How Digital Will Change Schools?

Digital learning is all the craze in schooling now, especially in the Western countries. It seems at times that going digital promises to fix all the challenges and problems in schools these days. The picture is, of course, not that simple.

The first truth about digital is that digital alone is absolutely nothing.

A book read from an iPad is still a book. And often, using old media in a new platform gives a worse user experience than using the old media itself. A printed book, after all, is still one of the best user interfaces for distributing information.

In digital, I believe the old adage is true: content is king. If the content is not of high quality and well adapted to the platform in use, learning results will more likely suffer than benefit from adopting digital tools. This has, in fact, been what many schools have found out after pouring millions into digital infrastructure.

A tablet or a mobile phone alone does nothing. In the worst case, the digital tool will even contain distractions that will draw attention away from learning. Hence, plummeting learning results.

The second truth about digital, the one fueling all the craze, is that once a digital tool is used well, it can boost our activities in ways previously thought impossible.

Email, with all of its shortcomings, is a massive improvement over penning letters. Digital imaging enables us to do in seconds what used to take graphic artists hours, days or even weeks. Music, video, desktop publishing and countless other fields have benefited massively from adopting digital tools. And so may schools, if they do it right.

There are a few guidelines that I think are critical for successful implementation of digital tools in schools.

First, school districts, schools and individual teachers should direct resources for content curation. It is critical to understand and differentiate high quality material, whether it’s online content, MOOCs or learning games.

Second, this curated material should be made available to teachers as widely as possible. (To be of some help, I compiled a while ago a list of what I think are the best learning games out there.)

Third, teachers should be aware of when to use digital tools and when to stick to the good old pen and paper. Sometimes using the chalkboard is more interactive than using a smartboard. And, as I already said, often a book beats an e-book just because you can leaf through it, fold dog ears and scribble in the margin. Try doing that to your iPad.

Lastly, teachers should also make sure to eliminate as much of the distractions online tools offer. While I’m not a big fan of content blocking, in a big classroom this probably does mean turning on the parental controls on the tools available to kids.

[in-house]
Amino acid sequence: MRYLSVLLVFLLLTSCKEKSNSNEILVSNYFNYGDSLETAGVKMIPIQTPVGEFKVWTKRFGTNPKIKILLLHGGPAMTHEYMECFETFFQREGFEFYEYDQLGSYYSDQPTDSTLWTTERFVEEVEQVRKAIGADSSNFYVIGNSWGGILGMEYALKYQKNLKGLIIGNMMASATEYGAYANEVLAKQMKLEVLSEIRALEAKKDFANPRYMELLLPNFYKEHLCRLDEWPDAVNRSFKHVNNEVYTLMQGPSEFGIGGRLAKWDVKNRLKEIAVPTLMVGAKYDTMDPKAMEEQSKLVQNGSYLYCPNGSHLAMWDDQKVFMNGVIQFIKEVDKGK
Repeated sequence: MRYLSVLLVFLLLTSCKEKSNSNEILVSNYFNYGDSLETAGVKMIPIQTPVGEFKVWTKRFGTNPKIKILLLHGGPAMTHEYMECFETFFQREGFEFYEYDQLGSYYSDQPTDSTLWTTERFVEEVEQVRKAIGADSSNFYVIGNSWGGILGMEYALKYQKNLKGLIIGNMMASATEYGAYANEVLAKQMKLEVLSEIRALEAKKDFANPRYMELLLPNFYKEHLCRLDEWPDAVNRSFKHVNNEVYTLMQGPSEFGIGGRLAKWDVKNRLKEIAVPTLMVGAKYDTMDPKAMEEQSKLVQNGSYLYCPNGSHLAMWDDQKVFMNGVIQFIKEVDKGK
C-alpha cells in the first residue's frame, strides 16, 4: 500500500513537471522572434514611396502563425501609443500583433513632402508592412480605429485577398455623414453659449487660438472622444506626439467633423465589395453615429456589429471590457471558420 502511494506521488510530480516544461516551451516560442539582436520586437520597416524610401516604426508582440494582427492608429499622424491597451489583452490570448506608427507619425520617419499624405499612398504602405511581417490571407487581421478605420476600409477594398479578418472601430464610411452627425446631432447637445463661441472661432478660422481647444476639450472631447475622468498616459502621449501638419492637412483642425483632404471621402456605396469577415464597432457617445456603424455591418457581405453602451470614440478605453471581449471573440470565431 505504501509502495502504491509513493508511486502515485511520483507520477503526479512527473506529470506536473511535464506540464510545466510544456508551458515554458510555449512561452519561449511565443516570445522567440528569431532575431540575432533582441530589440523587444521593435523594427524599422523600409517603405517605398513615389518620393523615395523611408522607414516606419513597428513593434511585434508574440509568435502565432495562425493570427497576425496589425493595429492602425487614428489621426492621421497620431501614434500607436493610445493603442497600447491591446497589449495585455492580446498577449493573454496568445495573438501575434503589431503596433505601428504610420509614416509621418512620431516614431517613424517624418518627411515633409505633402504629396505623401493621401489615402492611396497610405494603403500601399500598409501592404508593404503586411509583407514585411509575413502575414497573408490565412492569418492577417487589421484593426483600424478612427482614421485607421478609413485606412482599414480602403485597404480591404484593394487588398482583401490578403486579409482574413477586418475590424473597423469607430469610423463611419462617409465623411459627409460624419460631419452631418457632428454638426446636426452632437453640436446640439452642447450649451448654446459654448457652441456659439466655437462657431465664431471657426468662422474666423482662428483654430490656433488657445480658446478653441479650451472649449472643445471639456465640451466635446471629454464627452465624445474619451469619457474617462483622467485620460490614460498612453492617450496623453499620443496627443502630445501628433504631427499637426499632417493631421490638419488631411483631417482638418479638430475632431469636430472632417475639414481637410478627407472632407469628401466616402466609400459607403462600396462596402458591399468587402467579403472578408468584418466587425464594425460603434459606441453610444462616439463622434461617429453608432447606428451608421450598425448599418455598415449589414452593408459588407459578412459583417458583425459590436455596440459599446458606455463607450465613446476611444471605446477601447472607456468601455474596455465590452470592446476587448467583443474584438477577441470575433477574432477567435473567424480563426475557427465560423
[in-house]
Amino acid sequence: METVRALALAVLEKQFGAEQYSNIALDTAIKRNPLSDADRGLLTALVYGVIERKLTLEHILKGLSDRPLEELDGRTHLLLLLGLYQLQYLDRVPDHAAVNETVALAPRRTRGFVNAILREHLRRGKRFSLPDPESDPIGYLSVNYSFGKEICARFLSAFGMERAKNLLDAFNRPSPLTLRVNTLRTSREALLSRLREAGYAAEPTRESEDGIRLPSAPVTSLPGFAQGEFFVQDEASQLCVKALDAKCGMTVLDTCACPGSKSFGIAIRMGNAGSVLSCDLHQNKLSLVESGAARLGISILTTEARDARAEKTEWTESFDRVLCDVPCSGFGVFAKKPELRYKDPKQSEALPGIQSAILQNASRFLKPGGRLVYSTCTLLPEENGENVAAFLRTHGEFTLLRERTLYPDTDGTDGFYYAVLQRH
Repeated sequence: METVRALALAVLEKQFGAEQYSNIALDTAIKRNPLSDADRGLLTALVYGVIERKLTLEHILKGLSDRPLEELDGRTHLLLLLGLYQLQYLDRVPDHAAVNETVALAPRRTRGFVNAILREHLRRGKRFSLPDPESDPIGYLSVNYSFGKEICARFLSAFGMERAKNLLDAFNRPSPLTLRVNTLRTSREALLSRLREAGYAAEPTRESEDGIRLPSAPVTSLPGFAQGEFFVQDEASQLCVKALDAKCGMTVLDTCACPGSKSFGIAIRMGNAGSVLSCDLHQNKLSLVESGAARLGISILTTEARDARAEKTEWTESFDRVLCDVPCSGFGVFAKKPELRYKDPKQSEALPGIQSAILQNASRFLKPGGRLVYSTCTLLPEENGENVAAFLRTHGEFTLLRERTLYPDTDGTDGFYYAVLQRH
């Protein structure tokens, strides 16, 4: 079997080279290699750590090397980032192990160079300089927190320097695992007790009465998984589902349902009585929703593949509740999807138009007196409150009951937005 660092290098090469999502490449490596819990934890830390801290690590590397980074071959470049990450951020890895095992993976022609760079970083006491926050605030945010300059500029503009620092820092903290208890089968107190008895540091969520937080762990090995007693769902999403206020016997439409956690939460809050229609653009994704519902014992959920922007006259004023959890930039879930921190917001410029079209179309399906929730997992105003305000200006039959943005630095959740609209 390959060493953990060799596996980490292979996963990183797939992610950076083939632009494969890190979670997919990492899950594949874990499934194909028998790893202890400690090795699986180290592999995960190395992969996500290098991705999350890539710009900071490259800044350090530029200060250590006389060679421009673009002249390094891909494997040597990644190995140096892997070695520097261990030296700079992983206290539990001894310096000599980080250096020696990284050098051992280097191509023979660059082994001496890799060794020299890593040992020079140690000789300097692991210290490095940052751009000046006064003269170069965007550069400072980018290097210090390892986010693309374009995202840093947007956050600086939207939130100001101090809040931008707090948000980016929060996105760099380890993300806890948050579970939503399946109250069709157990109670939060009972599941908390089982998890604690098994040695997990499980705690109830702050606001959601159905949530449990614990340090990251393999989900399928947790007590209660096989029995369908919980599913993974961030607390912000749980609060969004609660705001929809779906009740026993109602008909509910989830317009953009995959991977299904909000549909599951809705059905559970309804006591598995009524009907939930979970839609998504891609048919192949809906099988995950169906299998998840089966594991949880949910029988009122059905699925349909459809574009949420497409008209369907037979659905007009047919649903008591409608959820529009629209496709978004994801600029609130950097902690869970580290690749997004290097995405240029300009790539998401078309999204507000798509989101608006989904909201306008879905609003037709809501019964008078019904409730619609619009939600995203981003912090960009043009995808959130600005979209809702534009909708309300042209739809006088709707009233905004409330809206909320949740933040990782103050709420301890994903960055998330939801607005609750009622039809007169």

Also, trust is key: telling kids it’s ok to use their phones as long as they use them to study might work if you have a good relationship with your class. But I would be very careful with allowing non-study related online or mobile activities in the classroom. (That being said, there have been teachers successfully leveraging even Angry Birds in teaching, say, maths. So if that’s your thing, go for it.)

Digital tools are not a magic wand that will transform learning straight out of the box. But like so many other technologies, they do offer a lot of ways to make learning more fun and engaging – if they are used right. As with any tool, using digital in the right way in the classroom requires time to understand how it works – and how to get the best mileage for your and your classrooms’ needs.

When digital tools are used in the proper context and with the kinds of emphases that I have described above, I do believe they can have a huge positive impact on schools. But this is only if digital learning is done under the supervision of a capable teacher.

In this way, I think that the digital revolution, when done properly, will make the teacher’s role even more crucial than it used to be to generate truly engaging learning experiences.

Why Lightneer Exists?

The question that eventually led to the founding of Lightneer was: what if we could really leverage games for learning? And not just any games. What if we could bring together some of the best game designers in the world to create real learning experiences?

After having studied these questions for almost five years, we started the company, with a mission nothing short of ambitious. Could we make learning games that are as loved and as widely adopted as the best games out there, like Angry Birds, Clash of Clans or Candy Crush Saga?

Our goal is simple.